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Well it didn`t take long!

Discussion in 'Gunsmithing and Repairs' started by chasgrips45, Jan 21, 2013.

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  1. chasgrips45

    chasgrips45 Member

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    I just got home with my beautiful 16'" Rossi Model 92. Nice gun. I decided to go outside & check the action. I put 3,or 4 38 specials in the gun,& noticed that the rounds were really hard to load, the loading gate seemed to be stuck in the depressed position. The gun is jammed up tight. I unloaded the gun by removing the plug that holds the mag spring . The rounds came rolling out , of the front of the gun. OK, but now as before the loading gate is stuck in the depressed position, the gun is unloaded ,&the action is jammed , the trigger operates fine .I just can`t Move the cocking lever. I never even shot the gun & its busted already !!!!!! Sure could use some help!
     
  2. ApacheCoTodd

    ApacheCoTodd Member

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    I'd reach into the receiver and apply a bit of pressure with a finger tip on the bolt while trying to cycle the lever first in one direction and then the other.

    After that if nothing happens, grabbing the rifle solidly accelerate it towards the floor (not striking the floor) and stopping sharply - then try the lever.

    Another - see if you can depress the hammer away from the bolt to releive any pressure it may be excessively exerting on that new bolt.
     
  3. beatledog7

    beatledog7 Member

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    Can you tell if there's a round in the chamber, or absolutely account for all the rounds you loaded into it? You need to do that before proceeding.
     
  4. d2wing

    d2wing Member

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    That's why as much as I love lever guns, I wouldn't consider them as a top choice for a survival or only gun. They are too complicated.the tube feed is one thing to go wrong, the lever cock and feed another. I won't part with my '94 but
    I treat it kindly.
     
  5. rcmodel

    rcmodel Member in memoriam

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    But isn't it strange how perfectly reliable Winchesters were for about 100 years before the the Italian replicas replaced them??

    Those early Winchesters where the assault rifles of the day for about 100 years.
    And the real Winchesters are no less reliable today then they were then.

    rc
     
  6. chasgrips45

    chasgrips45 Member

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    Well I stuck my finger into the feed ramp hole, while loosening & tightening the screw that holds the the spring for the feed ramp,sure enough, the gate popped out. It still gets stuck in the depressed position once in a while.It seems that the gate gets hung up on something in there I`ll go out & shoot the gun, & see what happens. I sure hate to go through the hassle of sending it back to Rossi.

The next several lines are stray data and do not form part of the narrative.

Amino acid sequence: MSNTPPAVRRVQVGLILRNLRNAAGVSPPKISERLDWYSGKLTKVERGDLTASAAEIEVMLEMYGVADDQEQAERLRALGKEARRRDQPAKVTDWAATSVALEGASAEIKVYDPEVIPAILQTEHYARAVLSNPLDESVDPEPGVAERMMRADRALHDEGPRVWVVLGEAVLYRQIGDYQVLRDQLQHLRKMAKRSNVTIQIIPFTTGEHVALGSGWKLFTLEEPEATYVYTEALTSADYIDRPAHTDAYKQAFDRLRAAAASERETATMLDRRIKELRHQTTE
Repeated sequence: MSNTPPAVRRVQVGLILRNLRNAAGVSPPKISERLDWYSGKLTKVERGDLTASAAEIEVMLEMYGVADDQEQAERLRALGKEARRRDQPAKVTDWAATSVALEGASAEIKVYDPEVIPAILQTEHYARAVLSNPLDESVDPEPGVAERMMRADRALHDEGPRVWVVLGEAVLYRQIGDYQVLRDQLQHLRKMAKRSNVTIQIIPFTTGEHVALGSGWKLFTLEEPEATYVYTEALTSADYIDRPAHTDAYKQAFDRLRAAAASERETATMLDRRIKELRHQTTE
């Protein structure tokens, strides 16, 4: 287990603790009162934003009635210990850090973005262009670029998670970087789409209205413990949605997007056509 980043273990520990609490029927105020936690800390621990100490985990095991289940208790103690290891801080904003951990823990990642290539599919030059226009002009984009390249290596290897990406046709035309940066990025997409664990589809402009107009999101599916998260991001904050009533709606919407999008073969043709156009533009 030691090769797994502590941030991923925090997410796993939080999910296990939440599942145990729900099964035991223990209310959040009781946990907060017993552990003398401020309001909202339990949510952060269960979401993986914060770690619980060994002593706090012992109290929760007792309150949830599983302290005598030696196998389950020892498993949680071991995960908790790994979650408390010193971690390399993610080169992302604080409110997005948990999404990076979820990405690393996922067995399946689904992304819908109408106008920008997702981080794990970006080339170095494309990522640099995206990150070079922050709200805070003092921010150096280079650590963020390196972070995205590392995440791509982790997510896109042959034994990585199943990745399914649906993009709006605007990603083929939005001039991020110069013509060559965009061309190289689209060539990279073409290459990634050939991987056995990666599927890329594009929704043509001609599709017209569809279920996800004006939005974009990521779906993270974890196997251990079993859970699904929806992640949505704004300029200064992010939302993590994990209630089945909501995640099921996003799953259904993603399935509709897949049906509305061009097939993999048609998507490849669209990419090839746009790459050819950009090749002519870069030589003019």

7. d2wing

    d2wing Member

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    Really, assault rifles? Which 100 years and by what Army? Yes mine has lasted a generation and a friend has one over 100 years old. But mine has jammed and
    There are lot's of moving parts and complicated mechanics. Fine gun though and
    Character in spades.
     
  8. WardenWolf

    WardenWolf member

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    Contact Rossi and they'll take care of you. From what I hear they have great customer service.
     
  9. rcmodel

    rcmodel Member in memoriam

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    Well for starters, the Union army in the civil war.

    They were thought pretty highly of during the Indian wars too.
    By both sides.
    Just not the army.

    Then later by lawmen & outlaws.

    rc
     
  10. backbencher

    backbencher Member

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  11. ironworkerwill

    ironworkerwill Member

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    I would try a refund first.
     
  12. d2wing

    d2wing Member

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    I stand corrected. I knew they weren't U.S. Army issue. Good to know.
     
  13. Jim K

    Jim K Member

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    It is interesting to note that the Army turned the Henry and later the Winchester down because they were too complicated, could not be easily cleaned and maintained in the field, and were not powerful enough. In a sense, they were more like submachineguns than "assault rifles" because the ammunition had little power.

    And in the Civil War, a major problem with all those "patent" rifles was that there was a limited supply of ammunition, usually just one factory, and once the few rounds bought with the rifles ran out, the soldiers expected the Ordnance Department to come through with more ammunition, which they often could not do.

    Jim
     
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